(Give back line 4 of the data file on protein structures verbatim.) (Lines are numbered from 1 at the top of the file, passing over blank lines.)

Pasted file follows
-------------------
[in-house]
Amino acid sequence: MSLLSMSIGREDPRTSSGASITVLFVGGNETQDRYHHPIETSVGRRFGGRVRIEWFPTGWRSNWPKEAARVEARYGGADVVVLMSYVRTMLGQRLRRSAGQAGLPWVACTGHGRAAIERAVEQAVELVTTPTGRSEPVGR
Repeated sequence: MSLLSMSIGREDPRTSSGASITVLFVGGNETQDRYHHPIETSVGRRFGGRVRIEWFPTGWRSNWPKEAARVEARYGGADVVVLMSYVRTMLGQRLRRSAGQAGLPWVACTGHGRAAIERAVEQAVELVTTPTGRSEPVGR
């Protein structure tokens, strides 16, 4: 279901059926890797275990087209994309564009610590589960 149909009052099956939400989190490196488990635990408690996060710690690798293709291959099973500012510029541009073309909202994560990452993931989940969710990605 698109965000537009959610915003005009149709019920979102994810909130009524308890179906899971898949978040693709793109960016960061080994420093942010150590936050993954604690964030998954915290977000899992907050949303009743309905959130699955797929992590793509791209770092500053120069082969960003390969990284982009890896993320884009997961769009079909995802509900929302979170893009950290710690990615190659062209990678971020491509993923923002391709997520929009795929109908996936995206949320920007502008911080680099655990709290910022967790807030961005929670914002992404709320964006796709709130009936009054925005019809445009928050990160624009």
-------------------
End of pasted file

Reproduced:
């Protein structure tokens, strides 16, 4: 279901059926890797275990087209994309564009610590589960 149909009052099956939400989190490196488990635990408690996060710690690798293709291959099973500012510029541009073309909202994560990452993931989940969710990605 698109965000537009959610915003005009149709019920979102994810909130009524308890179906899971898949978040693709793109960016960061080994420093942010150590936050993954604690964030998954915290977000899992907050949303009743309905959130699955797929992590793509791209770092500053120069082969960003390969990284982009890896993320884009997961769009079909995802509900929302979170893009950290710690990615190659062209990678971020491509993923923002391709997520929009795929109908996936995206949320920007502008911080680099655990709290910022967790807030961005929670914002992404709320964006796709709130009936009054925005019809445009928050990160624009």